Nullarbor East To West – Koonalda Caves S.A. to Border Village S.A.
Last time, we peered into the mysterious depths of Koonalda Cave.
Wild Winds, Wild Ocean
Clearly, the weather gods decided we needed an initiation. A ferocious Easterly gale overnight tried to blow us clean off Nullarbor Plain!
So where you can get fuel on the Nullarbor? Our Interactive Map of fuel stops across the Nullarbor will give you all the info you need.
Back onto the Eyre Highway and travelling west again. At least we had the wind behind us. This part of the Great Australian Bight is feared by sailors. A couple of really good viewing areas showed us why…
The ocean was a boiling cauldron, smashing up against the giant limestone cliffs. The photos simply don’t do it justice.
Old Eyre Highway – Rock, Tyre Tubes… And A Camel!
Turn right off Eyre Highway about 20km east of Border Village. This takes you to a short section of the Old Eyre Highway. It gives you a small taste of what road conditions were like.
We encountered a huge camel on the track. He ran in front of us for ages, wagging his oversized camel head from side to side. There was no way he was going to get off the track! His bottom lip was flopping around all over the place as he ran – looked hilarious and the kids were in hysterics.
Old Eyre Highway takes you to the eastern edge of Border Village. Its surface is hard rock all the way. When it was the main route, it would have been a nightmare journey – hard limestone rock for hundreds of kms, huge corrugations, bottomless pits of bull dust, then mud in the wet.
Old Eyre Highway was notorious for rollovers. The car graveyard at Koonalda Station is testament to this. Bull dust holes were the main cause. Almost impossible to see but when you hit one at speed, you and your vehicle would be launched into the air or whipped sideways. Cars and trucks often ended up on their roofs.
Old tyre tubes are still strewn along the road. It wasn’t unusual to carry 6 spare tyres back in the days of cross-ply tyres and tubes. Then you’d be repairing tubes on the side of the road once they were all used up.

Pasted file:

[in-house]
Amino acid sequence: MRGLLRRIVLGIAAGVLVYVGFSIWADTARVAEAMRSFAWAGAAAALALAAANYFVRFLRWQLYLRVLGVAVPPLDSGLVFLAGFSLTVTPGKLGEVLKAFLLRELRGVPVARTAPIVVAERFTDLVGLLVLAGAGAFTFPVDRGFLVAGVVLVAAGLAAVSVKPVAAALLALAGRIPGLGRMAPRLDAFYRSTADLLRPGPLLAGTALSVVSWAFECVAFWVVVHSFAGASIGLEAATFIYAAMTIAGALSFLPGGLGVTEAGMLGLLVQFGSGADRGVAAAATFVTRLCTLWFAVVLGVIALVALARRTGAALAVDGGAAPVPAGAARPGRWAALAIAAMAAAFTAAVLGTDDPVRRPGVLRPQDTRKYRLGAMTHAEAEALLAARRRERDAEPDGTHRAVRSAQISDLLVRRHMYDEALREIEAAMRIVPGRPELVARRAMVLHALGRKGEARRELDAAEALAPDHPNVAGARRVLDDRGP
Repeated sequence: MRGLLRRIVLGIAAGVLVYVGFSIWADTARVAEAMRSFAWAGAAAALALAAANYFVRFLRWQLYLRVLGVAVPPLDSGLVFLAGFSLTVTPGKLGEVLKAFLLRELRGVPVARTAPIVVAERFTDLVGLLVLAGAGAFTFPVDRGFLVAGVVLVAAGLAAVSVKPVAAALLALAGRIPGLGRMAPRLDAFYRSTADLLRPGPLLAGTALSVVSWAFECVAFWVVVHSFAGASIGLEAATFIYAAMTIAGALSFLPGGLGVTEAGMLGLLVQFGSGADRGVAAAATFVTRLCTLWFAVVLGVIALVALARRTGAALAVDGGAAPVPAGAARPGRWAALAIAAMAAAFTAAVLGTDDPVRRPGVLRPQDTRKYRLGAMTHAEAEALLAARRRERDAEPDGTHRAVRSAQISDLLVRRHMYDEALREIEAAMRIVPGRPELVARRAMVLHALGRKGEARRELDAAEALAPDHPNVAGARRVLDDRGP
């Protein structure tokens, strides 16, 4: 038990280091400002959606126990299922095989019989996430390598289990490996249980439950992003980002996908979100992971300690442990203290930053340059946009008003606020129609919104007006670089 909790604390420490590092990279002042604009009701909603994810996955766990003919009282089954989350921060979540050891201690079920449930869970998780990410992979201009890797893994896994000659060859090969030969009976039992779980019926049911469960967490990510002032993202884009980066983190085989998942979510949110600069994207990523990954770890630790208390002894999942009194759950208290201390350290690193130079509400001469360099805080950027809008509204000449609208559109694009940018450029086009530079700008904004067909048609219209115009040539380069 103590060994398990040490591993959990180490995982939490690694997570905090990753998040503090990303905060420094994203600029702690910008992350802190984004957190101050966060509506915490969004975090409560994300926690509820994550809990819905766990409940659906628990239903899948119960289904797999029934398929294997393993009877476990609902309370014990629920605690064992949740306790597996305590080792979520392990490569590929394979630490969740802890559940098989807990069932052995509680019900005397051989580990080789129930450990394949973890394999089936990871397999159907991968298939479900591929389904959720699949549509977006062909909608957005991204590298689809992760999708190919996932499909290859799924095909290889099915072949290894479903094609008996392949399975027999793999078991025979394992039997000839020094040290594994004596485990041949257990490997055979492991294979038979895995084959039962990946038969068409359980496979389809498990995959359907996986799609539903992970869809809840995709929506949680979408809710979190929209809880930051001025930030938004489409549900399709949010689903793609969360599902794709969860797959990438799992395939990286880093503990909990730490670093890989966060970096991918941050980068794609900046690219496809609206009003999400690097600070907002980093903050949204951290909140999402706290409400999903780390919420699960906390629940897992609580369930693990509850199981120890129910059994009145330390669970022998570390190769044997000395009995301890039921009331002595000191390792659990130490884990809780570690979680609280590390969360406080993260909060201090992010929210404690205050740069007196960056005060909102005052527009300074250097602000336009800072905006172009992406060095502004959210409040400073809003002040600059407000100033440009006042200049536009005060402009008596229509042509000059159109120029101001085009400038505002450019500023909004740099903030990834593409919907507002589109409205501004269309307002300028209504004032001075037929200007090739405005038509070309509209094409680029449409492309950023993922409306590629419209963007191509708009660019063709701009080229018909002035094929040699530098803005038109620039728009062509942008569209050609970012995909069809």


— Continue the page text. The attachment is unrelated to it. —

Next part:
The old highway looks lonely now. Bushes and trees grow out of the surface and it has a slightly spooky and abandoned feel. One day we’ll re-trace the old highway. If you decide to travel this road, be aware it’s very remote and really is the “road less travelled”. Be prepared.
Ray Gilleland has written a fascinating account of his daily struggles with the Old Eyre Highway. He was a long-distance truck driver from Sydney to Perth and return in the 1950’s. Called “The Nullarbor Kid”, it’s well worth reading – a living history of times gone by.
Border Village – They Stole Our Honey And Messed Up Our Time Zones!
Back onto Eyre Highway at Border Village and through the fruit quarantine station. All fruit disappeared into the bin, along with our precious jar of honey. There’s a business opportunity for a fruit shop here!
You’ll need to turn your clocks back to Central Western Standard Time. We never even knew there was such a thing! Very confusing.
This bizarre timezone covers a small patch from Border Village to Caiguna in the west. It’s 45 minutes ahead of the rest of WA. But WA is 1-½ hours behind SA. So Border Village to Caiguna is 45 minutes behind SA. Best you just ignore it all and hope for the best…
Border Village is a popular rest area for professional drivers… and a popular point for travellers attempting to eat thirty oranges before they cross over the border.
If travelling with an organised group is more your thing, TourRadar have some good deals on adventure tours across the Nullarbor.
Next time: Driving into Western Australia at last.
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